5. Armen, I raised that hypothesis on the post in fact.

    It could be, but it should not take that much time for most of the sites to start showing a PR change.

    As the time passes I am more skeptical about that option.

  6. How about this Daniel…with the boom in blogs, and all the linking increase, maybe Google are making the bar to reach certain levels of PageRank, higher? Maybe it’s just a matter of time before all PR’s go down, and that will then level out the competition.
    That might help with understanding why the actual SERP’s haven’t really changed.

  7. Only downgrades have been reported so far, that is why it might not be a PR update in the standard sense of the term.

  8. I don’t particularly care about those who lost a PR or two. Who cares since everyone lost?

    More importantly, who went up? That’s what I would like to know and how did they go up?

  9. Another notable website you might want to add to your list, Dan, is adesblog.com that used to be PR7 and some datacenters show its dropping to PR5.
    What’s sad is, some blogs (and I know of one personally) that are PR7 and openly sell dozens of links yet were not penalized.

  10. You guys should keep in mind that traffic will not change overnight as the PR does. PR that appears on the sidebar is just nominal, and it refers to real ranks coming from 2 months or so ago.

  11. I’ve been utterly fascinated by the whole thing! My rank went from 5 to 4, and now it’s back up to 5…go figure…..

    and traffic hasn’t changed considerably….

    One thing I noticed though has been the number of blog networks that have been liking exclusively to the others in the network as well as to blog posts within the same blog. This has definitely given some blog network blogs inflated page rank…essentially, they’re not really as important as they (literally) made themselves out to be…

    but if you think of it another way–this is all supposed to be “social media” correct? then it’s really kind of anti-social (and alot like old media) when blog networks only link to those in their network. Maybe that’s why both the networks and the msm newspaper blogs took big hits.

  12. A couple of thoughts in my mind

    .) Google is changing the scale. IE. PR 5 will soon be considered a lot more valuable than it has been.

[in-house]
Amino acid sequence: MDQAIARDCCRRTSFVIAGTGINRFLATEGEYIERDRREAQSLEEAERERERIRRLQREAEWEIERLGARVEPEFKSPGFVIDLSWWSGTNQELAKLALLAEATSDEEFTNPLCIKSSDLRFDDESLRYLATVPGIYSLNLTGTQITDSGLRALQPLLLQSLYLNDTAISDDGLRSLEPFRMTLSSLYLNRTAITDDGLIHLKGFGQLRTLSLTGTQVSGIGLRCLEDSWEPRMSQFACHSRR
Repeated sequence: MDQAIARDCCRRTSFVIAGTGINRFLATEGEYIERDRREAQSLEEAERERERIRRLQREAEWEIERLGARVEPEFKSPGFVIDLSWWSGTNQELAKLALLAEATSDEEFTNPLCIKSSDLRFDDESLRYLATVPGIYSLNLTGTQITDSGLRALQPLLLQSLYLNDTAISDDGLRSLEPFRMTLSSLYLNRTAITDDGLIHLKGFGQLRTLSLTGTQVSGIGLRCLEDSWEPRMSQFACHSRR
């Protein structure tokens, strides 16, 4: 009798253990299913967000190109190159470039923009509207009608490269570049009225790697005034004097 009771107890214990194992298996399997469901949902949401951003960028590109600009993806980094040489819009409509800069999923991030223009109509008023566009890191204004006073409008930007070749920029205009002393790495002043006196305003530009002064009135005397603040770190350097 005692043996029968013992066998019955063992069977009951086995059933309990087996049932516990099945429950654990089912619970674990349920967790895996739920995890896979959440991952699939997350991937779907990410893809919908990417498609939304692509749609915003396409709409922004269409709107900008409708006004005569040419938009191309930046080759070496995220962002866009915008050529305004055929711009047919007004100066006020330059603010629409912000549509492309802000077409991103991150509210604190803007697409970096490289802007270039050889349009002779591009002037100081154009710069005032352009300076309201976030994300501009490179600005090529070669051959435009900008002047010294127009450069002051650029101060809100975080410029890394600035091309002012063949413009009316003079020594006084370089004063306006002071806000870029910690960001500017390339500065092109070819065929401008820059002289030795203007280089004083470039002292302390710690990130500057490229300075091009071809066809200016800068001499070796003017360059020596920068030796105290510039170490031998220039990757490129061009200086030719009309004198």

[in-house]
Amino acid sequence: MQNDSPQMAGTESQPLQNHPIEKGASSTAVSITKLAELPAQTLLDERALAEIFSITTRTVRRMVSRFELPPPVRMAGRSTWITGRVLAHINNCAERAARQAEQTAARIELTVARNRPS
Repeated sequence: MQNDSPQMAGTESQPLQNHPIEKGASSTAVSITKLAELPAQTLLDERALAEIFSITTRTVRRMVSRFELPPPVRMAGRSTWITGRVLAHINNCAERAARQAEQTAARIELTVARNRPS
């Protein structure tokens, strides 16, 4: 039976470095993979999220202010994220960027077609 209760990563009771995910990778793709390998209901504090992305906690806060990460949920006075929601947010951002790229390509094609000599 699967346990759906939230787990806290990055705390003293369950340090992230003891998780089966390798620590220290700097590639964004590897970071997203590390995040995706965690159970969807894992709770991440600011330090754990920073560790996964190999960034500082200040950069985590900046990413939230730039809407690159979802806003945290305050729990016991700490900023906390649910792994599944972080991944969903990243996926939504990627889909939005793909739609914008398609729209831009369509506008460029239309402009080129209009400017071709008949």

.) They’re doing some algo tinkering

    .) They’re decreasing the link quality of blogs overall, so those relying on that have been hit. Although CourtneyTuttle.com down to #1 is just ridiculous.

  13. MoreMerchant.com stayed at a 4. I was hoping for a 5, but after all that happened a 4 is now like the old 6.

    We have to now rethink about pagerank. It will take time, but the 3 is now a 5 and the 4 is a 6. Easy as that. No worried.

    If they change it again… we will adapt again.

  14. Many italian blogs are also affected:

    Napolux.com from 5 to 3
    Pandemia.info from 6 to 4
    Sw4n.net from 6 to 4
    MasterNewMedia.org from 7 to 4

  15. I’m not a big blog, but I dropped from a 3 to a 1, and have jumped to a 6, depending on when I check. I’ve given up on checking my google score, and have basically said screw it with them.

  16. Mine was dropped from 6 to 4, but I really think Google should come up with a better, fool-proof strategy to eliminate the whole text ads thing.

    Maybe, pulling down the whole pagerank thing (or atleast hiding it from public should do the job), but then they could also come up with something like a tool through which webmasters can report paid links on their pages.

    This way, Google can penalize advertisers instead of penalizing poor publishers.

  17. ALL of my sites have dropped, even those that don’t sell links. My main one, though, went from a 6 to now I see today a 3. I don’t know much about SEO and so I’m at a loss. I assumed it was because of sold links but some friends are still hanging at 7 though they also do the paid link thing. I don’t get it…

  18. Wow…with all the dropping PRs, my blog still remains at PR5. The sad thing is, I don’t post there now. It has not been updated for *nearly* a month now.